Columbus City Schools, like most urban school districts, is rarely acknowledged for its admirable work with a challenging student population; urban school students too often are overlooked and dismissed. Then-Superintendent Gene Harris insisted that our students have the same opportunities as every other school district’s students when we could provide such opportunities. It makes me proud to have worked under her as director of special projects and won the early adopter grant in collaboration with my colleagues in the Columbus Higher Education Partnership. Along with Columbus teacher Bruce Green and Nancy Nestor-Baker, director of Ohio State’s P–12 program, we helped set Cat on her road to success, guiding her through her first year at Ohio State. Throughout that year, Cat had a firm grasp of where she was headed, and she followed through brilliantly.
It comes as no surprise to me that Cat, at age 27, earned advanced degrees and now is responsible for, in the alumni magazine’s words, “leading the regulation of Los Angeles’ new legal marijuana market, possibly the world’s largest.” It is a lesson to all educators everywhere to expect and then support the aspirations and best efforts of every student, regardless of where they come from. Cat is a perfect example of the synergy of our first S2S cohort. But then, she is remarkable on her own!
Diane Ging ’70 MA (LM)
Dreams know no clock
I received my latest alumni magazine today and once again am amazed by the outstanding quality and excellence of each issue. My scarlet and gray pride increases as I read each article and marvel at the accomplishments of our alumni. We honor them, and rightfully so. They were disciplined, dedicated and devoted to achieve their dreams and, often, to dream new dreams.
I, too, was a dreamer. Regrettably, I and many who walk across the Oval were not as dedicated, disciplined or devoted to our dreams, even though we had them. It took time for us to grow up. We did just enough to graduate. I did not appreciate nor access all the university had to offer me from 1970 to 1974.
Over the years, my dreams changed, yet many I held in those years did come true. I dreamed of being married and having a family. Check. I dreamed of living and serving overseas. Check. I dreamed of learning to speak another language. Check. I dreamed of being a doctor. Check. (Well, sort of. I wanted to be a physician, but instead earned a PhD in counseling psychology).
But let me add one more thing, perhaps what this letter is all about. Not everyone has those dreams. What if my dream was to get a good job and provide for my wife and family? What if my dream was to simply stay in my hometown and be a good church and community member? Which dreams are more noble or of greater value?
My dad’s education ended after his eighth-grade year. His dreams were not like mine at all. He lived through two world wars and the Great Depression. He led a very quiet life. His dreams were simple: Have a good job and provide for his family. He worked swing shift in a steel mill for 45 years and raised an enormous garden to feed us and several others who shared the bounty. Years after his death, I learned how several families would not have had Christmas had my dad not provided for them. He did it quietly, with no public mention or fanfare. And perhaps best of all, he worked and paid for me to attend The Ohio State University.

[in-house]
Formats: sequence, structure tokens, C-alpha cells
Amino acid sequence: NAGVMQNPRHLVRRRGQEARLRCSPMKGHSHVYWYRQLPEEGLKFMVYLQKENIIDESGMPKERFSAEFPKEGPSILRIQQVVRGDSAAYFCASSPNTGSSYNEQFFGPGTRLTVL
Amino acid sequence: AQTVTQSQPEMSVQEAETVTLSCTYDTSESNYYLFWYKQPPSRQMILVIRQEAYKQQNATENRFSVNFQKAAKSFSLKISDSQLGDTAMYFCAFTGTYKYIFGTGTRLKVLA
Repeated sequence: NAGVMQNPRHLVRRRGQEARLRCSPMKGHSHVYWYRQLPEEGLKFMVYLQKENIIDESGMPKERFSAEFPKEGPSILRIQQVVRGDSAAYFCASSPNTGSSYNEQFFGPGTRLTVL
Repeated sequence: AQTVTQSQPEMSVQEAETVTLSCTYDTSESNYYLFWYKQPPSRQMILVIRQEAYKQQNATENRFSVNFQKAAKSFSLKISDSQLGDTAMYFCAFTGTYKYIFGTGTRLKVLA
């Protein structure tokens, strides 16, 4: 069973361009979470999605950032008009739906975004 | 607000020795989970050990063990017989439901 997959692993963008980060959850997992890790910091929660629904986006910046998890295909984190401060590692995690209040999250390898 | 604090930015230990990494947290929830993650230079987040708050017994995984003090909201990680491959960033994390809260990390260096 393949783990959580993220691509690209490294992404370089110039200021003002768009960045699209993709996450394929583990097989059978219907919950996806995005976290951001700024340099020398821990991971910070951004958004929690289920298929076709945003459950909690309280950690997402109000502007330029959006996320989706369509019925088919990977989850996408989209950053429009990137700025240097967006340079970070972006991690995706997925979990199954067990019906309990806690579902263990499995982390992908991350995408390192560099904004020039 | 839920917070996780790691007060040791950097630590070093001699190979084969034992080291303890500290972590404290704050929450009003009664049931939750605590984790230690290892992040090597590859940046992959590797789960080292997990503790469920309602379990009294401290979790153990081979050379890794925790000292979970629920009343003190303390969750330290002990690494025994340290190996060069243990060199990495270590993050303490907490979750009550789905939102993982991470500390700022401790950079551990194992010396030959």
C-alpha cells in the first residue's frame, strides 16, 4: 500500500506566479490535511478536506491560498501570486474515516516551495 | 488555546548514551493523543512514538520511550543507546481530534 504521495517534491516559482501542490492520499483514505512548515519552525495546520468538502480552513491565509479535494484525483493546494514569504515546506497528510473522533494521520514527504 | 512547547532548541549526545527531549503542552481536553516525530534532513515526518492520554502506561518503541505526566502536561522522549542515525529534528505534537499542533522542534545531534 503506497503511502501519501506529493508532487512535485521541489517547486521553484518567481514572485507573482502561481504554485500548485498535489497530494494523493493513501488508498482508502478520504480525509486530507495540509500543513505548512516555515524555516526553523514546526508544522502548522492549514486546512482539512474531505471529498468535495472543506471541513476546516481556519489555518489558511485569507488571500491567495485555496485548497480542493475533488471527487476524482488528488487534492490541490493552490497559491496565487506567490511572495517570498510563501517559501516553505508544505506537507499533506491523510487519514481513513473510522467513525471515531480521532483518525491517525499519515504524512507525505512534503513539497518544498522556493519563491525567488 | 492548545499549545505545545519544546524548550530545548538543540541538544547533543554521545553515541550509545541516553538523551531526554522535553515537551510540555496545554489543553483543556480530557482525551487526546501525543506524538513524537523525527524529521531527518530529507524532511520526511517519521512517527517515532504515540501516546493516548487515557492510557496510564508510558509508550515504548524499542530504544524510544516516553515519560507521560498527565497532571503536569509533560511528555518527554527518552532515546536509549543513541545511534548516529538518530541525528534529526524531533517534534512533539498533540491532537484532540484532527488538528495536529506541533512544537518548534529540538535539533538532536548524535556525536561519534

So, I honor those alumni who have accomplished great things, but I also honor those who lived life in the simple lane and worked so I can call myself a proud alumnus of Ohio State.
Neil Gilliland ’74
Mount Juliet, Tennessee
This cake artist is the boss
The “new” magazine is as good as any commercially available publication. Outstanding.
I am sure thousands of other Buckeye alumni viewed the recent cover story about Natalie Sideserf and her husband, Dave. Writer Amy Goldwasser captured the person, the couple and the essence of what makes Natalie tick. While many Buckeyes are champions in various career paths, the ability to gaze at Natalie’s work provided an instant impression. Wow! Are you kidding me? The Cake Boss? Who? Fuhgeddaboudit! There is a new baking sheriff in town. She is a proud Buckeye, and her name is Natalie Sideserf.
It was nice to read about Natalie’s training as an artist at Ohio State and how she transitioned her structural art skills to the kitchen, television and beyond. Speaking for myself and every person with whom I shared the magazine, the center photo spread never gets old. I heard Willie Nelson sing and a two-headed dog growl, and I laughed looking at a Steve Carell who did not say a word.
Natalie, we do not know you, but you make all Buckeyes very proud!
Joseph Arwady ’78 PhD (LM)
Brookside, New Jersey
In the letters above, “LM” identifies life members of the alumni association. For current membership options, visit osu.edu/alumni.